Phil Zuckerman, editor. Du Bois on Religion. Walnut Creek, CA: AltaMira, 2000. 216 pages. ISBN: 0742504212. Reviewed by Mark Newman, for the Journal of Southern Religion.

Sociology professor Phil Zuckerman argues that African-American intellectual and civil rights activist W. E. B. Du Bois "should be considered a classical theorist of religion" (p.2), despite the fact that Du Bois was often critical of organized religion and withdrew from it. But Du Bois, Zuckerman contends, recognized that religion could serve, as well as obstruct, human progress and thus he created an important but neglected body of work on the sociology of religion and produced in-depth studies of religion in the black urban and rural experience. According to Zuckerman, Du Bois stressed the black church's social and communal function, an area that was neglected by other contemporary sociologists. By presenting a selection of Du Bois's writings on religion, Zuckerman intends to promote recognition of Du Bois as a scholar of religion that will add to his established reputation as an historian, sociologist, and man of letters.

"Zuckerman intends to promote recognition of Du Bois as a scholar of religion that will add to his established reputation as an historian, sociologist, and man of letters."

After a useful introduction that outlines Du Bois's thought, development, and contributions, Zuckerman presents twenty-six mostly chronologically arranged selections from Du Bois's work between 1897 and 1952. Eleven entries appeared originally in Crisis, a periodical that Du Bois edited for the National Association for the Advancement of Colored People, while others are drawn from Du Bois's books, articles, and speeches. Extracts from Du Bois's book The Philadelphia Negro: A Social Study and the edited volume The Negro Church substantiate Zuckerman's claim for Du Bois's academic rigor and sociological contribution. At his best, Du Bois worked with cool analytical precision as he recognized and documented the diversity of black religion. However, his northern, middle-class upbringing sometimes led Du Bois to treat black folk religion as exotic and primitive, and understandably, like many historians of his time, he missed the resilience of the black family during slavery.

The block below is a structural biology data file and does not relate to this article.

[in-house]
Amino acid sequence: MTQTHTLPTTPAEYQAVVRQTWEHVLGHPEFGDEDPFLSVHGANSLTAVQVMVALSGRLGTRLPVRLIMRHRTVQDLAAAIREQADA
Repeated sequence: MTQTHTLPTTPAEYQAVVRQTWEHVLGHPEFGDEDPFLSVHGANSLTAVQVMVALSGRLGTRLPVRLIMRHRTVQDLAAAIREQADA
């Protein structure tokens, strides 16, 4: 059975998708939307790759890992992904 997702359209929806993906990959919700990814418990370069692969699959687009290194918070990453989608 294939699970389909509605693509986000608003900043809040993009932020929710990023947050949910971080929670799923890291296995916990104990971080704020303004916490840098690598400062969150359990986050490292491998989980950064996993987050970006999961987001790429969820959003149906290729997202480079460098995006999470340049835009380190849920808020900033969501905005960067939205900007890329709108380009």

Despite the considerable strengths of Du Bois's writings, in some of the entries Du Bois does little more than string together block quotations. Thus, a good number of Zuckerman's selections are rather lightweight and some are questionable as sociological works. There are five poems and five short stories, several of which make their points about American Christianity's shortcomings on race by depicting Jesus as a contemporary black person. Although the stories present moral lessons in an attempt to influence black and white opinion, they do not offer sociological insights of any depth. In their place, Zuckerman might have included extracts from Du Bois's sociological studies of African-American life in Farmville, Virginia, and Atlanta, Georgia.

Other problems include the brevity of some selections (some entries are less than two pages long) and there is considerable repetition of some ideas, particularly in relation to Du Bois's condemnation of the complicity of white Christianity in the oppression of blacks, and in the black church's role in the social, cultural, and economic life of African-Americans. Despite these criticisms, the collection provides a useful starting point for those interested in Du Boiss writing on religion. Although a full bibliography would have been useful, the introduction has a helpful list of references that form a basis for further reading.

Mark Newman, University of Derby, United Kingdom

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